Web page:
Health officials alert public to increase in HIV infections among people who use drugs

June 20, 2019

After years of declining HIV infections in Multnomah County, state and local public health officials are responding to an increase in new cases, especially among people who use methamphetamines or inject drugs.

Kim Toevs, director of Multnomah County Communicable Disease and Sexually Transmitted Disease Programs, said treatment, condoms and clean syringes help protect against HIV and other infections.

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In the last 18 months, 42 new cases of HIV among people who report drug use as a risk have been identified in Multnomah County. Nearly half of the newly diagnosed cases had tested negative for HIV test in the past two years, suggesting these are new infections. By contrast, only 25 cases reported in 2016 and 2017 combined had injection drug use as a risk factor for HIV infection.  

The recent cases are from all parts of Multnomah County and include women and men, both heterosexual and men who have sex with men. The most common risk factor so far is drug use: using methamphetamine in any form or injecting any type of drug.

Other jurisdictions face similar clusters of HIV infections among people who inject drugs. For nearly a year, Seattle King County Public Health has been tracking a rise in cases among people who inject drugs and are living homeless.

Hamilton County, Ohio and the Northern Kentucky Health Department are investing a five-county cluster of new infections among people who inject drugs. And the CDC this year reported on a rise in cases in Northern Massachusetts.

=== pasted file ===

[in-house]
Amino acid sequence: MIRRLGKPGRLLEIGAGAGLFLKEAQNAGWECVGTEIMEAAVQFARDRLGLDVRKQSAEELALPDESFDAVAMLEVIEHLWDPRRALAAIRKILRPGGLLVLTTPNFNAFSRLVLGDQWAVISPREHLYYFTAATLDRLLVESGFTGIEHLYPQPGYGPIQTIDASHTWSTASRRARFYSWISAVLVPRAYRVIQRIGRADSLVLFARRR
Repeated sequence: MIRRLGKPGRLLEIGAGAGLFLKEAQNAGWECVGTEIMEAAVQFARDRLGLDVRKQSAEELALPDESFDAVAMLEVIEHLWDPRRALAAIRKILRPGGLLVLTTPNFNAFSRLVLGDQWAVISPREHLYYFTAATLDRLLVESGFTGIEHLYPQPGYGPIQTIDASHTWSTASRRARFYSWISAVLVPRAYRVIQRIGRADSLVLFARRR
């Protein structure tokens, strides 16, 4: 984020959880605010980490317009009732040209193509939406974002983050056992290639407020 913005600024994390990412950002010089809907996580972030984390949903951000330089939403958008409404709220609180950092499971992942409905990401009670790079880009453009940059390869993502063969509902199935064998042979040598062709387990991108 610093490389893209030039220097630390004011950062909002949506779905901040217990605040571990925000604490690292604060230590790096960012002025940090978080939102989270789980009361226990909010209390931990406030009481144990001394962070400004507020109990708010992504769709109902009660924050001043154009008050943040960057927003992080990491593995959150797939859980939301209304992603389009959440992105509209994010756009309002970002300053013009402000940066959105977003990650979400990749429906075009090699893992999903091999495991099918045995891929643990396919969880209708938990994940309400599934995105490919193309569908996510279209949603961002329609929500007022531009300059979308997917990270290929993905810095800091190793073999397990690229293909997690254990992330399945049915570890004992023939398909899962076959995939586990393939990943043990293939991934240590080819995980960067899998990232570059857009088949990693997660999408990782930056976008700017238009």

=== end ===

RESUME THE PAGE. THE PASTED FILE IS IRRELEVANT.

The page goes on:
Multnomah County Health Department urges people who may have been exposed through sharing needles or sex with high-risk partners to get an HIV test. Multnomah County Health Department will connect anyone who tests positive for HIV to effective treatment and other support services. Outreach staff also help find and test others who may have been exposed to HIV. Someone at risk who tests negative can get medicine to protect them from HIV infection.

“We don’t know yet if this is a short-term increase or longer-term trend,” said Dr. Jennifer Vines, Multnomah County Deputy Health Officer, “the hope is that more testing will link people to the care they need and stop the spread to others.”

Multnomah County’s Communicable Disease and Sexually Transmitted Disease Programs are working closely with the Oregon Health Authority, neighboring counties, local safety net providers, harm reduction providers, and various outreach workers to increase HIV testing and share prevention resources with those at highest risk.

Health Officer Dr. Jennifer Vines asked clinicians, community partners to increase testing for HIV
Health Officer Dr. Jennifer Vines asked clinicians, community partners to increase testing for HIV

Other infections increasing along with HIV

The same factors that put people at risk for getting HIV are also contributing to a local increase in syphilis, and raising concern that our County could be vulnerable to a Hepatitis A outbreak. Many of the individuals newly found to have HIV are experiencing homelessness or have reported unstable housing, which plays a major role in people’s ability to get preventive care and prioritize their health.